[ISN] Feds look to secure wireless nets

From: InfoSec News (isnat_private)
Date: Thu Aug 01 2002 - 03:40:26 PDT

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    By Diane Frank 
    July 31, 2002
    Wireless networks and devices are not as secure as the government 
    needs them to be, and they won't be anytime soon, but federal 
    officials have several ideas for making the best of a bad situation.
    Even as wireless connectivity becomes a necessary part of daily agency 
    business, the products have not kept up with the security available on 
    wired networks and systems. Existing standards - such as the IEEE 
    802.11 - do not provide enough security, and the stories of people 
    accidentally or deliberately picking up signals transmitted by 
    wireless devices are all too true, experts from government and the 
    private sector said at a July 30 conference in Washington, D.C.
    "The word is getting out...that we do have a wireless security 
    problem," Richard Clarke, President Bush's cyberspace security adviser 
    and chairman of the Critical Infrastructure Protection (CIP) Board, 
    said at the conference, co-sponsored by the Information Technology 
    Association of America and the Center for Strategic and International 
    The Defense Department has mastered securing traditional, broadcast 
    "wireless" communications, but as it moves into network wireless, 
    there is less assurance that the messages are secure, said John 
    Stenbit, assistant secretary of Defense for command, control, 
    communications and intelligence.
    Because there are few commercial wireless devices that DOD officials 
    feel they can safely rely on, the department soon will issue a 
    directive outlining the rules for its personnel concerning the use of 
    those devices.
    "We're going to put some constraints on what kind of devices can be 
    used, where they can be used," he said.
    Stenbit also said he hopes industry can come up with a way to detect 
    the presence of wireless devices in secure areas and can help define a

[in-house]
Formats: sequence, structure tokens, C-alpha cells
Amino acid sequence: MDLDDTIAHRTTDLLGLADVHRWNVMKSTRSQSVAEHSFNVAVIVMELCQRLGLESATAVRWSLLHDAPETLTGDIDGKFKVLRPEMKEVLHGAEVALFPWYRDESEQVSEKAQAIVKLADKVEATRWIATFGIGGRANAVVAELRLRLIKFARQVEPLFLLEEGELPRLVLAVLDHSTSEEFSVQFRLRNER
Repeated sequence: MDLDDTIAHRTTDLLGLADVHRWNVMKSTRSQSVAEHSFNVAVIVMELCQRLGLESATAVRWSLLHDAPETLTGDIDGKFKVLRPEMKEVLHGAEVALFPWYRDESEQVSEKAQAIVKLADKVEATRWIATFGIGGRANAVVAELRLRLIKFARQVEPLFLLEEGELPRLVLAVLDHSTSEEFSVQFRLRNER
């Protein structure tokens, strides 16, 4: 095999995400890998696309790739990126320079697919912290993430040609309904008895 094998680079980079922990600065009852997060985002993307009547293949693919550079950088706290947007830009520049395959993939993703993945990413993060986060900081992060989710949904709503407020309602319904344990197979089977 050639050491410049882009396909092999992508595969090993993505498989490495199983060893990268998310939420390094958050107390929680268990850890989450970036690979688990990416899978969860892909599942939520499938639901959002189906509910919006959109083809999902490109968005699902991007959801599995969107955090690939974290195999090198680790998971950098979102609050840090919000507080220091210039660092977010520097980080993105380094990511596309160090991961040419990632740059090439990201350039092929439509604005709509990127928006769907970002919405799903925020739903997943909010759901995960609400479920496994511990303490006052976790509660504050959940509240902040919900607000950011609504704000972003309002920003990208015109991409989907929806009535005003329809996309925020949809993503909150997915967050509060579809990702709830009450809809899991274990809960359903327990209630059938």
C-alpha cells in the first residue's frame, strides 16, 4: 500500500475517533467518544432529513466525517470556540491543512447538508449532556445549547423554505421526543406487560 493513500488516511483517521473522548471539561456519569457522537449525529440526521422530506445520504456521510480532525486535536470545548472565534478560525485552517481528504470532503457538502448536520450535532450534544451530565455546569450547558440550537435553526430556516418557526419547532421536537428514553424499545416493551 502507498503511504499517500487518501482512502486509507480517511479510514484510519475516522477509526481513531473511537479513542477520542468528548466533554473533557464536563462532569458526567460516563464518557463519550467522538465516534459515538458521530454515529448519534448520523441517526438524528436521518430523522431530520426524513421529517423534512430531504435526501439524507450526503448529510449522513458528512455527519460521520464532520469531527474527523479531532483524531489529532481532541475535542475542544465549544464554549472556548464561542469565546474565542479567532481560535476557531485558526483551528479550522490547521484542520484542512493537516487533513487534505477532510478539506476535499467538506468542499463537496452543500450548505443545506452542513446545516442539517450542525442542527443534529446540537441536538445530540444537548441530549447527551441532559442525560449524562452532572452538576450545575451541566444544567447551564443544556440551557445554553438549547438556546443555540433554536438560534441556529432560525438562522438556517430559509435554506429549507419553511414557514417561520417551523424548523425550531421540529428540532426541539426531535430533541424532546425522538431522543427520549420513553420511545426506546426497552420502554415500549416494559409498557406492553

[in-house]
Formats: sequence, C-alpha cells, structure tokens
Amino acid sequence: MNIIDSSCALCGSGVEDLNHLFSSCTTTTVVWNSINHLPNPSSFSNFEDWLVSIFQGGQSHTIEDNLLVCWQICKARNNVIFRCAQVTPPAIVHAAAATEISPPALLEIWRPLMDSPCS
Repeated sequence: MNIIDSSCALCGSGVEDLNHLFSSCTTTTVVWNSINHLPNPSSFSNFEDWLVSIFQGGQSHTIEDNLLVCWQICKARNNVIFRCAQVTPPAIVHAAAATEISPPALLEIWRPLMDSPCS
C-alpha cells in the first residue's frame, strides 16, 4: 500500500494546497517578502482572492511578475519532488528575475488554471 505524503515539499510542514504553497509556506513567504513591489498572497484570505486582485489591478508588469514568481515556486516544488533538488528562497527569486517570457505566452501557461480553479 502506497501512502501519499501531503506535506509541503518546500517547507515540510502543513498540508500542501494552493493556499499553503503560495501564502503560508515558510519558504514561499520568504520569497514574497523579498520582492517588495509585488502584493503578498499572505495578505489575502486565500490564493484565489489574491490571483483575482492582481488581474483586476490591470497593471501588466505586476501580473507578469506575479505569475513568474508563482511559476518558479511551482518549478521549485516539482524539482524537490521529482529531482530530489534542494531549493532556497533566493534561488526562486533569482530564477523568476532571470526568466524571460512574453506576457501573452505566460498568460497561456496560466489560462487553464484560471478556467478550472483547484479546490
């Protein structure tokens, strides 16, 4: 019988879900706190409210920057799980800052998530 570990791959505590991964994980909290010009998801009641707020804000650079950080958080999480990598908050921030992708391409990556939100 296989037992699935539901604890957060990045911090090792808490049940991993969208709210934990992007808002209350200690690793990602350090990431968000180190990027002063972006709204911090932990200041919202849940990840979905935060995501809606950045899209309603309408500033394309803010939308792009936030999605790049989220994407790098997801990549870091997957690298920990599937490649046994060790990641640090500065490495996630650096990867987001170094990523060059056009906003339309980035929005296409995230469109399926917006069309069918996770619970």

security certification and accreditation process for wireless devices.
    To address broader concerns, the CIP board has almost completed a new 
    version of the National Plan for Cyberspace Security, which will be a 
    companion to the Homeland Security National Strategy, released July 
    15. The new cybersecurity plan incorporates input from industry and 
    academia, and will be released Sept. 18.
    One of the crosscutting issues the plan will address is wireless 
    security and the potential instability of the Internet as more and 
    more Web-enabled wireless devices connect to it, Clarke said. A key 
    recommendation will be for the federal government to facilitate the 
    research and development necessary to fix this problem, including 
    providing funding and other resources to researchers and groups such 
    as the Internet Engineering Task Force, he said.
    But members of industry also must act on their responsibility to 
    secure their products and to help users deploy them. "The industry 
    needs to work faster to come up with agreed standards, and standards 
    that can be easily understood and widely applied," he said. 
    Last week, the National Institute of Standards and Technology released 
    a draft guide outlining basic steps to overcome security gaps in 
    existing wireless standards and products.
    The Wireless Priority Service (WPS) for law enforcement, national 
    security and emergency personnel is an initiatives the CIP Board 
    commissioned, in part because of the government's homeland security 
    The Defense Department's National Communications System is running the 
    WPS pilot program, which is intended to result in an initial operating 
    capability in December, said Katherine Burton, assistant deputy 
    manager of the NCS. But it is a difficult challenge because the 
    security and priority concerns must be addressed at every portion of a 
    wireless network, not just the end devices, she said.
    The NCS is also waiting for supplemental funding to start another 
    pilot program for a wireless Emergency Notification System, she said. 
    Both the confidentiality and the integrity of those messages are 
    critical so that personnel know they can rely on the notices, she 
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